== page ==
The Left offers an appeal to moral virtue: It’s better to pay more in taxes and to share the burdens as a community. It’s kinder, gentler, more equitable. Unfortunately, as recent European election results demonstrate, nothing makes a citizen more selfish than socially equitable communitarianism: Once a fellow’s enjoying the fruits of government health care and the rest, he couldn’t give a hoot about the general societal interest; he’s got his, and if it’s going to bankrupt the state a generation hence, well, as long as they can keep the checks coming till he’s dead, it’s fine by him. “Social democracy” is, it turns out, explicitly anti-social. To modify Polybius, it’s “avarice” dressed up with “pretentiousness.” And it leads to societal “indolence.”
Somewhere along the way these countries redefined the relationship between government and citizen into something closer to pusher and addict. And once you’ve done that, it’s hard to persuade the addict to cut back his habit. Thus, the general acceptance everywhere but America is that the state should run your health care. A citizen of an advanced democracy expects to be able to choose from dozens of cereals at the supermarket, hundreds of movies at the video store and millions of porno sites on the Internet, but when it comes to life-or-death decisions about his own body he’s happy to have the choice taken out of his hands and given to the government.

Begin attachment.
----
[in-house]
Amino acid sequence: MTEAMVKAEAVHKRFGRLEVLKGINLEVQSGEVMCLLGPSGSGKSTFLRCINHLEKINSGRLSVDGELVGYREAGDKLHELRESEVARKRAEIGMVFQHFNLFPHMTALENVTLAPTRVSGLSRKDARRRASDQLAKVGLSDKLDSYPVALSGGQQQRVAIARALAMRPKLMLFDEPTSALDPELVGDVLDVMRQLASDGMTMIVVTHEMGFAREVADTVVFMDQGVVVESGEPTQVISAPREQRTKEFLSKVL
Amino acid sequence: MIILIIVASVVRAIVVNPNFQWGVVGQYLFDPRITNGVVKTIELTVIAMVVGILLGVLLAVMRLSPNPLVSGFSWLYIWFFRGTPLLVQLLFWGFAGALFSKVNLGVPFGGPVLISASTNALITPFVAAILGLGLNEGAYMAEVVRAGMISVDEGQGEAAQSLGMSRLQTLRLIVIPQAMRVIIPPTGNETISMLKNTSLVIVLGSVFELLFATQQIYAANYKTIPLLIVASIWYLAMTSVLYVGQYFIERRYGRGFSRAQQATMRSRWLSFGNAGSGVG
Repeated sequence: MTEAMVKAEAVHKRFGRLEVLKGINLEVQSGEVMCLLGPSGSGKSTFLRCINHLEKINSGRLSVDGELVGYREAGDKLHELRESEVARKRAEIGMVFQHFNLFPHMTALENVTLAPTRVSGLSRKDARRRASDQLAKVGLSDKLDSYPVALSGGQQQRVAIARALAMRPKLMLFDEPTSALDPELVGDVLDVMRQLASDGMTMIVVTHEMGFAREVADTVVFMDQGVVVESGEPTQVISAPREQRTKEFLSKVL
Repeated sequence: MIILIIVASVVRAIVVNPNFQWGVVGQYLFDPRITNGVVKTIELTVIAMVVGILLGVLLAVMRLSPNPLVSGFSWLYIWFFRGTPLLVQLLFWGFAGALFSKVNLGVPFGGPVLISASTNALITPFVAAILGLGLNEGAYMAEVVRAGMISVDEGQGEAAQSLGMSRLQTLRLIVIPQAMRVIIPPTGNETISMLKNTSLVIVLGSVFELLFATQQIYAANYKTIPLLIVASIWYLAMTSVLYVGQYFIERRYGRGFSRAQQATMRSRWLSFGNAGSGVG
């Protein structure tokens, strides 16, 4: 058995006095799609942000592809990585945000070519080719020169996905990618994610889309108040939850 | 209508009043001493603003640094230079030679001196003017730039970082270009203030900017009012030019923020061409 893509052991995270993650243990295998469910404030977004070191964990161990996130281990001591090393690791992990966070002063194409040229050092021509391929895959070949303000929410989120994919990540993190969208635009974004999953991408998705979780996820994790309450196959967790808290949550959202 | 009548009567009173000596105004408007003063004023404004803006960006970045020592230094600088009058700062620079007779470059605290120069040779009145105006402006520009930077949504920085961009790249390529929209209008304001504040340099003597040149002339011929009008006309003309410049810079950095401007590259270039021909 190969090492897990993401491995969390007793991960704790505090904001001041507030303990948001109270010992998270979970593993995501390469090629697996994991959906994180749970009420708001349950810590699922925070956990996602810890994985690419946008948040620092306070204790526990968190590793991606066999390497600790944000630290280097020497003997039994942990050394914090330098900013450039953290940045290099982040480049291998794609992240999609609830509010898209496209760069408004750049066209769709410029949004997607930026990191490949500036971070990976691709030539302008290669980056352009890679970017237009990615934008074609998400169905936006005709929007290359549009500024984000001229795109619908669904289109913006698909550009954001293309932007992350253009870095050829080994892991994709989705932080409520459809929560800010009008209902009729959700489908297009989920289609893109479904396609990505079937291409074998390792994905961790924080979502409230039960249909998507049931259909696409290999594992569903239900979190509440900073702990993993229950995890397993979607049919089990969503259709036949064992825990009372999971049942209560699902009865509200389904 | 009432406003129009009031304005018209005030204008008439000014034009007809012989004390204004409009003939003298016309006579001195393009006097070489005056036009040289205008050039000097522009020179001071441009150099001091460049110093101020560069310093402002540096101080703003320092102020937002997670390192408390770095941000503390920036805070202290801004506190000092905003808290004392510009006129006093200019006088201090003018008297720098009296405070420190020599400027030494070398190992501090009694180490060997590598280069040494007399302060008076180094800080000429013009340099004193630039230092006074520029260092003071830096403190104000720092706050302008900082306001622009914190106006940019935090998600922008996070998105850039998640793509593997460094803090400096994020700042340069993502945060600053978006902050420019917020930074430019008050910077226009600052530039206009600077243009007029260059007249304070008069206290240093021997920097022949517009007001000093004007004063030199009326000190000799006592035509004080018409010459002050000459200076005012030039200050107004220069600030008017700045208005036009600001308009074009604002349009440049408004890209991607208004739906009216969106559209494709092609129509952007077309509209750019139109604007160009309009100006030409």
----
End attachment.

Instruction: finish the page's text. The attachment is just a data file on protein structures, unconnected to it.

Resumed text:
|America Alone: The End of the World As We Know It by Mark Steyn |
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From America Alone: The End of the World as We Know it, by Mark Steyn.
Published by Regnery Publishing, Inc. Copyright © 2006 by Mark Steyn.